Ex-Dallas Superintendent Gets 7 Years in Bribery Scheme

DALLAS (CN) – The disgraced former superintendent of the Dallas County Schools bus agency was sentenced Wednesday to seven years in federal prison for accepting over $3 million in bribes in exchange for awarding $70 million in school bus stop-arm camera contracts that ultimately bankrupted the agency.

(AP Photo/Seth Perlman, File)

Wearing a black suit, Rick Sorrells, 63, was silent as the sentence was read. Moments earlier, Sorrells wept as he begged U.S. District Judge Barbara Lynn for mercy.

“I have made horrific decisions,” he said. “I am sincerely sorry for the actions I took that harmed the taxpayers of Dallas.”

Sorrells pleaded guilty last year to one count of conspiracy to commit honest services wire fraud.

Describing himself as a “yes-man” and “weak,” Sorrells told the judge he was unable to say no to vendor Bob Leonard and quickly got in too deep into the scam. Sorrells said he was “relieved” when federal agents eventually raided his home because that meant he could finally tell the truth.

Lynn was not swayed by Sorrells’ pleas, saying he is the “most culpable” of the defendants in the scandal. She expressed anger at Sorrells’ plea agreement capping his maximum sentence at 10 years, stating she has sent people to federal prison for much longer for similar crimes. The judge ordered Sorrells to pay $125 million in restitution.

“I do not forgive you for what you have done,” Lynn said. “You were supposed to be a faithful servant to your community.”

The massive contracts Sorrells awarded in exchange for the bribes led to the insolvency of DCS, which was tasked with bussing children from school districts within Dallas County. The agency’s collapse forced its largest customer, the Dallas Independent School District, to purchase much of its assets to bus its own students to and from school. Voters ultimately approved the dissolution of DSC last year.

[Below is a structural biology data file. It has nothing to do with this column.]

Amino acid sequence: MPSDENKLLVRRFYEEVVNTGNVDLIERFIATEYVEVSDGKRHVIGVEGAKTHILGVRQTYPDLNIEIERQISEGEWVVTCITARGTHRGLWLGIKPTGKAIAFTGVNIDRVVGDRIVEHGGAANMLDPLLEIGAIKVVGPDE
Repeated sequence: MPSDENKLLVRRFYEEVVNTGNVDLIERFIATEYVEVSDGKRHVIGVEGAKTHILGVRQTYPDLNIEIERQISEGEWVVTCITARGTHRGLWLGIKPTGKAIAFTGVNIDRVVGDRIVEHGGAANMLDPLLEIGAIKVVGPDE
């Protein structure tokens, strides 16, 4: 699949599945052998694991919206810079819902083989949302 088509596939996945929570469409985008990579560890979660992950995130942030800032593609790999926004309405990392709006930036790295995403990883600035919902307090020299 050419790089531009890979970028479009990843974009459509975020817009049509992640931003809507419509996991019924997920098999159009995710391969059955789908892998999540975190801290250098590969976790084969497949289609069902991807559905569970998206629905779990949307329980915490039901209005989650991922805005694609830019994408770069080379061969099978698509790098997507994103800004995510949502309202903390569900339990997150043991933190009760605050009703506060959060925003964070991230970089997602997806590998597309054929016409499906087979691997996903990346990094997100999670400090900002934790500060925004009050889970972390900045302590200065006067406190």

Federal prosecutors accused Sorrells of spending the money on expensive jewelry, Porsche and Maserati sports cars, trips and an apartment in New Orleans.

Northern Texas U.S. Attorney Erin Nealy Cox blasted Sorrells for “simultaneously crippling the agency he was tapped to lead” and undermining the public’s trust.

“The citizens of Dallas deserve better and they should rest assured that we are committed to rooting out public corruption wherever we find it,” she said in a statement.

Lynn ordered Sorrells to report to the Bureau of Prisons on Sept. 17, respecting his request for up to 45 days to spend with his family before beginning his sentence.

In April, former Dallas mayor and city councilman Dwaine Caraway was sentenced to 56 months in prison and ordered to pay over $500,000 in restitution for his role in the scandal.

He pleaded guilty to one count of bribery and one count of tax evasion for accepting $450,000 in bribes. Lynn told Caraway during his sentencing that she was “disgusted” by his conduct. Caraway told the judge he was sorry for letting “a lot of people down.”

The stop-arm cameras themselves were criticized for years for allegedly handing out illegal tickets. Five drivers sued DCS in Dallas County District Court in 2016, claiming photographic enforcement and administrative adjudication of school bus stop-arm violations was never authorized by the Texas Legislature.

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